It certainly doesn’t help to score symbolic points off the industry that just handed the world a science-based miracle: multiple life-saving, pandemic-halting vaccines made in less than a year. Unfortunately, this is not the first time the administration has chosen symbol over substance with vaccines.
President Biden’s team initially announced lowball vaccination targets, ones that seemed designed to let it take political credit for the natural ramp-up of vaccination programs established under Donald Trump, instead of setting challenging goals that could spur greater effort, even at some risk of political embarrassment. Team Biden also sat on warehouses of the AstraZeneca vaccine as India’s covid nightmare worsened, though it isn’t even authorized for use in the United States, apparently for fear of the optics of shipping vaccines abroad. And now this.
Waiving IP rights for coronavirus vaccines is what I call a “Washington Issue”: a policy proposal of negligible impact but immense popular charm. Washington Issues are not on the table because they represent real solutions to hard problems but because they are intuitively appealing and can be described very quickly to a low-information voter.
Embracing this particular Washington Issue may bring some political benefits to the Biden administration. It will please progressive activists who view the pharmaceutical industry as a parasite, and no doubt please the South African and Indian governments, which have sizable pharmaceutical industries and which have, not coincidentally, long pushed this issue.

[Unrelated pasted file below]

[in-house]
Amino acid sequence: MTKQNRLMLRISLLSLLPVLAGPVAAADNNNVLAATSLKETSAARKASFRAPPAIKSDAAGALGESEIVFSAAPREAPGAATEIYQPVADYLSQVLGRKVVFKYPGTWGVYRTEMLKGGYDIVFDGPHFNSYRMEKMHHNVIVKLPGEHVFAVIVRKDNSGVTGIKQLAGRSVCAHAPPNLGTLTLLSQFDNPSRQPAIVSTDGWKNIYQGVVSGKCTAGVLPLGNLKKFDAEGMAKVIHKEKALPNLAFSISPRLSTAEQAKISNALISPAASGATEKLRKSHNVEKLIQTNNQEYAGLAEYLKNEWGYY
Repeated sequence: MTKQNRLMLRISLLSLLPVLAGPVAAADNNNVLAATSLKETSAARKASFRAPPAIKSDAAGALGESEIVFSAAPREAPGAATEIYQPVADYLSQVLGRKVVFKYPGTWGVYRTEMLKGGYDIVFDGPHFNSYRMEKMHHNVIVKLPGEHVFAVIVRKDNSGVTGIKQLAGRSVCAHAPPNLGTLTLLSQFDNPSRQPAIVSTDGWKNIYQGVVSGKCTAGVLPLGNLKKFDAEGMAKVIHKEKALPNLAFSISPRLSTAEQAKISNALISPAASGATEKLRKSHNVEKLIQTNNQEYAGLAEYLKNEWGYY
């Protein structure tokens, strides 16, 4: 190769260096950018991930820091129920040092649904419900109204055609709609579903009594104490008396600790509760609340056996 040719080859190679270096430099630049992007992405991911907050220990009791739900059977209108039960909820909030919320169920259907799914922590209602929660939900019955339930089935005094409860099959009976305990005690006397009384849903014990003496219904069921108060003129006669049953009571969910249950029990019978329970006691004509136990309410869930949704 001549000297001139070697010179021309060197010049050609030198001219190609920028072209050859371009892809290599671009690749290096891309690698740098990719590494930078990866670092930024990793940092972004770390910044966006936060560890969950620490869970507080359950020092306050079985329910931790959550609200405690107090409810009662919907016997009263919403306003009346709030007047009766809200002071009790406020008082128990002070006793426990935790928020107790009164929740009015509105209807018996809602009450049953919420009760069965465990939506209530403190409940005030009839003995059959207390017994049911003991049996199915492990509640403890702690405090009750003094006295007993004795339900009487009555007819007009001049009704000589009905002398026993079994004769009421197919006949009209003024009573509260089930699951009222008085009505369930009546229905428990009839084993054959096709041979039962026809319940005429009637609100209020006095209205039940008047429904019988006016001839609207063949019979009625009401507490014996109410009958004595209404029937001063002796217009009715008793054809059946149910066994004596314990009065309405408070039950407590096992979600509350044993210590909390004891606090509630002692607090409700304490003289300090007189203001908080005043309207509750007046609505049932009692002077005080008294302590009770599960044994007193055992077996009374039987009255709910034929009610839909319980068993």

It will not, however, address the deadly pandemic that is still raging around the globe and potentially giving rise to dangerous new variants that could kill even more people. Including Americans. At such a moment, neither our country nor the rest of the world can afford to chase political side issues. Not until we’ve hunted the virus into extinction.
Coronavirus: What you need to know
The latest: The CDC has loosened many of its recommendations for battling the coronavirus, a strategic shift that puts more of the onus on individuals, rather than on schools, businesses and other institutions, to limit viral spread.
Variants: BA.5 is the most recent omicron subvariant, and it’s quickly become the dominant strain in the U.S. Here’s what to know about it, and why vaccines may only offer limited protection.
Vaccines: For people under 50, second booster doses are on hold while the Biden administration works to roll out shots specifically targeting the omicron subvariants this fall. Immunizations for children under 5 became available this summer. Here’s what to know about how vaccine efficacy could be affected by your prior infections and booster history.
Guidance: CDC guidelines have been confusing — if you get covid, here’s how to tell when you’re no longer contagious. We’ve also created a guide to help you decide when to keep wearing face coverings.